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What exactly does it mean to “defund the police”? Can the world really live without law enforcement?


Think about it. Police overwhelmingly fight crime at the lower echelons of society. This means that in effect, the role of the police force is to protect the power and privilege of the upper class. Black people have long proposed that police favor the upper class and that for the lower class, police do more harm than good. The George Floyd protests have introduced a profoundly disquieting solution (for many) to police brutality – defund the police. But what does “defund the police” really mean? Can the world simply discard law enforcement? If they did, would a dystopian Mad Max sort of world take hold?

Contrary to how it sounds, “defund the police” does not typically mean the abolishment of police forces. Nobody in their right mind trusts that everyone will do the right thing if nobody is around to enforce laws. However, the role police play in our soceity can be reimagined and rebuilt usign an entirely different model.

To begin, funds typically allocated to police forces can be redistributed to other areas. For instance, determine how much money is spent each year for domestic disturbance calls. Reduce that amount significantly and reallocate the savings into social welfare programs that reeducate the public or provide more services for abused women. The believe is money spent to solve the problem is better than allocating money to punish those who break the laws.

Another common suggestion is to decriminalize certain activities. For instance, sex work could be legalized. The money spent to arrest and incarcerate prostitutes or johns could be used to regulate the business. Similarly, many (possibly all) drugs could be legalized. The hope is that ancillary crime related to drug use would be reduced if drugs were legalized. Again, savings could be redistributed into welfare programs that educate drug abusers or help them break their addiction.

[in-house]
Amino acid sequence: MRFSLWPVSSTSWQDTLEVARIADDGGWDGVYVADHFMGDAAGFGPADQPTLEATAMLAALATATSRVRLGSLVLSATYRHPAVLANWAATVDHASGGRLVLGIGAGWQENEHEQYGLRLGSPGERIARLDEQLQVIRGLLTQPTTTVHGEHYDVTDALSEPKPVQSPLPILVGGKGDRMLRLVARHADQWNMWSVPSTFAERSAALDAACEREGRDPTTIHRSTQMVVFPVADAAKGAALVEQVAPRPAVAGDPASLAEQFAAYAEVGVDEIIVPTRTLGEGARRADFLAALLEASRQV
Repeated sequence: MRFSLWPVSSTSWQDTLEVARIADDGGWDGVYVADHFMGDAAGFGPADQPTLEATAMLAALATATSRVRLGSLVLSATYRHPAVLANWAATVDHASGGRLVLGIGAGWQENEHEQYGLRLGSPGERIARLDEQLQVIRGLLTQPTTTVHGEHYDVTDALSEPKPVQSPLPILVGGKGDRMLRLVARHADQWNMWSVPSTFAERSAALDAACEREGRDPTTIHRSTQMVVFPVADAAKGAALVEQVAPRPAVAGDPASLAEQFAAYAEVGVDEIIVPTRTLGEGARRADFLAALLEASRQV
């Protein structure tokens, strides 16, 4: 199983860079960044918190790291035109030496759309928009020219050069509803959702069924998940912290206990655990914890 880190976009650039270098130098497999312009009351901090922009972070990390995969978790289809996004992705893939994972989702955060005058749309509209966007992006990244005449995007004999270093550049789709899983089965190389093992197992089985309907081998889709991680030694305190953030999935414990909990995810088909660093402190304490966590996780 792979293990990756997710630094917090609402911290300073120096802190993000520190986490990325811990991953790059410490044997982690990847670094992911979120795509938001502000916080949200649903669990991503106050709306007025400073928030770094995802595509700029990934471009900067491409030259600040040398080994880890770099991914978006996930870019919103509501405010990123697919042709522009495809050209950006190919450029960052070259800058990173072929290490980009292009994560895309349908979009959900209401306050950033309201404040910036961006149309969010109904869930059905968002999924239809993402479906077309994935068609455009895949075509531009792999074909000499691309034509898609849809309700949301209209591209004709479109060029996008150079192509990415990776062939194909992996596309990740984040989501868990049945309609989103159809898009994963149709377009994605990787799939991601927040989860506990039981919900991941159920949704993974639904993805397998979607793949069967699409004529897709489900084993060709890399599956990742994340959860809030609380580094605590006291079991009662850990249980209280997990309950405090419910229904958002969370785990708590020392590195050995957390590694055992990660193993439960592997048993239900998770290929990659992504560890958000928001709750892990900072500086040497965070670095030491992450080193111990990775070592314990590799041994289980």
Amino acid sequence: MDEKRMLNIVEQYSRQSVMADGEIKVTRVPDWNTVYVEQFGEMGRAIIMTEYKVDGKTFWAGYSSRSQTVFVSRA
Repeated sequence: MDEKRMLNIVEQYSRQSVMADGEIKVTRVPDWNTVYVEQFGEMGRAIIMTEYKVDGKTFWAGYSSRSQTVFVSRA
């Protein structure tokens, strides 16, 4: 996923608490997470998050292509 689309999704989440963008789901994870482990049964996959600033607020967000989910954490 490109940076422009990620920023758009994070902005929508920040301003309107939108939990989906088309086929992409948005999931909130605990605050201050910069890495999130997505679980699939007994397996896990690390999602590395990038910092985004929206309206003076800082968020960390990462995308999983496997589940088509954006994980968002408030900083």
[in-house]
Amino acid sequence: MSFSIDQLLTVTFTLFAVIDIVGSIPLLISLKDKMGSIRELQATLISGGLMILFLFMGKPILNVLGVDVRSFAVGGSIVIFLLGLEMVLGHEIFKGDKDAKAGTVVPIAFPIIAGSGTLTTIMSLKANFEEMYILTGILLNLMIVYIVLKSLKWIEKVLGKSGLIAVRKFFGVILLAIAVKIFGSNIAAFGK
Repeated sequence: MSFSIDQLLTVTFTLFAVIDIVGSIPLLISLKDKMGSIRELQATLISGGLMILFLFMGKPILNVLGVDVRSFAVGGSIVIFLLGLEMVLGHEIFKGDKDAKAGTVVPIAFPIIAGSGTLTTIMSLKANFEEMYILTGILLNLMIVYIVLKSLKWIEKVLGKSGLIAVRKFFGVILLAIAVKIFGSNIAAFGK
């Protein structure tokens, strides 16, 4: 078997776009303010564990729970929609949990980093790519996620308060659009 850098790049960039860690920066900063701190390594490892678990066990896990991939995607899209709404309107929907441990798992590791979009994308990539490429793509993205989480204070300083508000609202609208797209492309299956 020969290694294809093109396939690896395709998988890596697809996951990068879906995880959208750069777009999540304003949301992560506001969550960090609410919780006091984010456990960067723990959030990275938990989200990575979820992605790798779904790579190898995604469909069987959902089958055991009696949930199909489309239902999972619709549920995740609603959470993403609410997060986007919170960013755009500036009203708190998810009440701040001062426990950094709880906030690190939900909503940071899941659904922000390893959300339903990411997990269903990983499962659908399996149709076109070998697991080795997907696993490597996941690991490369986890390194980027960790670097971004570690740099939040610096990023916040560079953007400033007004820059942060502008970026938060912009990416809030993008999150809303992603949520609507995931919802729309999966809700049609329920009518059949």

Another option is to shift from a system of punishment to restoration. In today’s system, criminals are tried by a jury of people they have never met and assigned punishment equal to the severity of the criminal act. Some propose the system could change to place more emphasis on the victim and the reason for the crime. Parties to the crime would seek to determine why the crime was committed, then work up a solution that compensates the victim for the wrong done to them.

Could we totally abolish police forces? Sure. The “wild west” worked under a legal system consisting of a single sheriff and deputy. When more law enforcement officers were needed, citizens would be deputized for a short period of time. The effect was members of the community policing their own towns. Citizen watch groups work in a similar manner, acting as police patrols that report any suspicious activity to the sheriff or deputy.

But could this really work? We do have evidence that an elimination, or at least a reduction, in policing can help reduce crime. In 2014 and 2015, New York officers staged a “slowdown” to protest the mayor’s actions, arguing that if they did less police work, the city would be less safe. But the opposite turned out to be true. When the officers took a break from targeting low-level offenses, there was a drop in crime.